football cards that popped up in bubble-gum packages for a while during the
late '30s? Well, in case you haven't been chewing much lately, the kids are
still swapping them, have been for the last seven or eight years. At latest
market quotations, one Jimmy Brown is worth one Rick Casares, a Van Brocklin
and the bubble gum from five packs of baseball cards. All of them, however, may
soon be museum pieces because of a financial hassle in the councils of big
Back in the days
when you were trading, say, two Bulldog Turners and a Don Hutson for one Sammy
Baugh, the league and its players had no firm stake in the deal. The cards were
freebooted; nobody got paid; nobody seemed to care.
Ever since 1951,
however, National League Commissioner Bert Bell has been collecting a fair
stash every season from a gum manufacturer for the rights to print players'
likenesses and tuck them into his product. This year 110 million cards were
printed—a record like Baugh's 187 touchdown passes—and the take was $15,000.
Unlike the royalties for baseball cards, which go to the players individually,
the football money went into the league funds and stayed there. Then the newly
formed National Football League Players Assn. put in a claim for the gum
over the problem for a spell, Commissioner Bell ruled that the money be turned
over to the association, with the proviso that a chunk of it be paid to some
dissident players on the Chicago Bears. At that point, the bubble burst. The
Bears are the only team which has refused to join the players' union and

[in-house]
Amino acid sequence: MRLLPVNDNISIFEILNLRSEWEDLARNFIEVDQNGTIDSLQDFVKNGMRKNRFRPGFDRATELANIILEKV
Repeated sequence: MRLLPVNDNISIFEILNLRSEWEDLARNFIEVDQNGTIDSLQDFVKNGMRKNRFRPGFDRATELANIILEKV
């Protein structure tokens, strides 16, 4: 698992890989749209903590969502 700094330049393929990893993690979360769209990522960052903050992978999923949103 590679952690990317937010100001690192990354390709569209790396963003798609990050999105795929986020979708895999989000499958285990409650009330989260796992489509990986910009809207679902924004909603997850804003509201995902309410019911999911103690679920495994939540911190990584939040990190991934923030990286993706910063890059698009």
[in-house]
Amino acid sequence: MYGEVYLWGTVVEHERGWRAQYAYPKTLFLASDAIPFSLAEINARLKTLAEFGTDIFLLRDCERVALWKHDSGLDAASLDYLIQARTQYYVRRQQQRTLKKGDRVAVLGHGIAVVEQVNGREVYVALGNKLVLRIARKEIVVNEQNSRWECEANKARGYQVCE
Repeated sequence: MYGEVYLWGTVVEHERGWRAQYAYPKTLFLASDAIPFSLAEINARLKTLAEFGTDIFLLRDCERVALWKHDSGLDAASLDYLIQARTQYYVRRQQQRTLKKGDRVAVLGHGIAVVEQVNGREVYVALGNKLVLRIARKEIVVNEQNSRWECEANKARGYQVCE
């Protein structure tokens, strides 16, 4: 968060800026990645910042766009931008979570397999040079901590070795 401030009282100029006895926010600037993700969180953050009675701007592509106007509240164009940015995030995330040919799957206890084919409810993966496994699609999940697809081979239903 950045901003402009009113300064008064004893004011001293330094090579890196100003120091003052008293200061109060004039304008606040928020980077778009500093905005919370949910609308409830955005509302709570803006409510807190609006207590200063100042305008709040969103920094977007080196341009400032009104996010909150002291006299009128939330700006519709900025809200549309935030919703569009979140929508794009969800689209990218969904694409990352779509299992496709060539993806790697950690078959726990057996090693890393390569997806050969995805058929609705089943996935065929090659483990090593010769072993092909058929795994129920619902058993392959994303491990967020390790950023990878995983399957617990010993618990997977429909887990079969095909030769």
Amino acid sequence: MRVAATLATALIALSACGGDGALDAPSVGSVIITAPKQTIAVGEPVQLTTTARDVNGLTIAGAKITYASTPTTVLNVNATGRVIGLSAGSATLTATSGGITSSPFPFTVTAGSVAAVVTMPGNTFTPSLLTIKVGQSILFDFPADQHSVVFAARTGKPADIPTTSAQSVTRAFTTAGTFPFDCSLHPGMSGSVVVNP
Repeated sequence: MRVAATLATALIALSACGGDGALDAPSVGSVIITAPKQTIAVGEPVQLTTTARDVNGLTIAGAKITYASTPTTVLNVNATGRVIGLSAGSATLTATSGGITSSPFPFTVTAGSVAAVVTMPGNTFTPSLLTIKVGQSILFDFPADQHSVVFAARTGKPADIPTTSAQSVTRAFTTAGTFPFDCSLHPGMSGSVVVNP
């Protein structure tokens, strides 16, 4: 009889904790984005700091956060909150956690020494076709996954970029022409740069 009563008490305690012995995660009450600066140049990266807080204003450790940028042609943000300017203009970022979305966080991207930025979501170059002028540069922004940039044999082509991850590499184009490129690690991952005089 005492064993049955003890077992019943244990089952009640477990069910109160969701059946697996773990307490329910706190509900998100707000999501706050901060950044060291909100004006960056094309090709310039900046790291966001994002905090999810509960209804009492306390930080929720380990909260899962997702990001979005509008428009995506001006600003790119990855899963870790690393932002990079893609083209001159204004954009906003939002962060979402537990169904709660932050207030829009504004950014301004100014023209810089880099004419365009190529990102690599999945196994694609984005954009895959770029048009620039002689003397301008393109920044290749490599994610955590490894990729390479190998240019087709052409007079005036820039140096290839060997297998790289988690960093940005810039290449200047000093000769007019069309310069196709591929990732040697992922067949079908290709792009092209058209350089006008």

doesn't feel any urge to feed its kitty. The union doesn't want to share any of
its loot with the obstinate Bears.
So there it
stands—a stalemate made to order for the speculator with a mind to buy in on
Jimmy Browns. Who knows? Maybe someday they'll be worth as much as those Baughs
you have left over from the old days.
Karpovich is a renowned expert on and an ardent proponent of weight lifting. He
is never so happy as when he is plugging the beneficial physical effects of the
shoulder shrug, the squat, pullover, supine press and lateral raise. About
football, however, Dr. Karpovich is perhaps less well informed and certainly
physicians attached to New England's colleges met for their annual convention
at Springfield recently, Dr. Karpovich suggested to the medical men assembled
that they unite with educators and drive football out of all educational
institutions forthwith. Dr. Karpovich didn't say where football might go; he
merely insisted that it was no proper part of education.
physicians you have to take an active part covering the medical aspects of
football," he declaimed. "Prohibit playing before the public, and see
how many will choose football as a means of physical education! When a man has
to wear armor for protection; when a doctor and an ambulance have to be
present, is it a type of activity a man wants to choose for his son?...Doctors
and educators should unite in driving football out of educational institutions
to free adolescent slaves from a demanding activity which steals their time
without giving in return anything educationally tangible."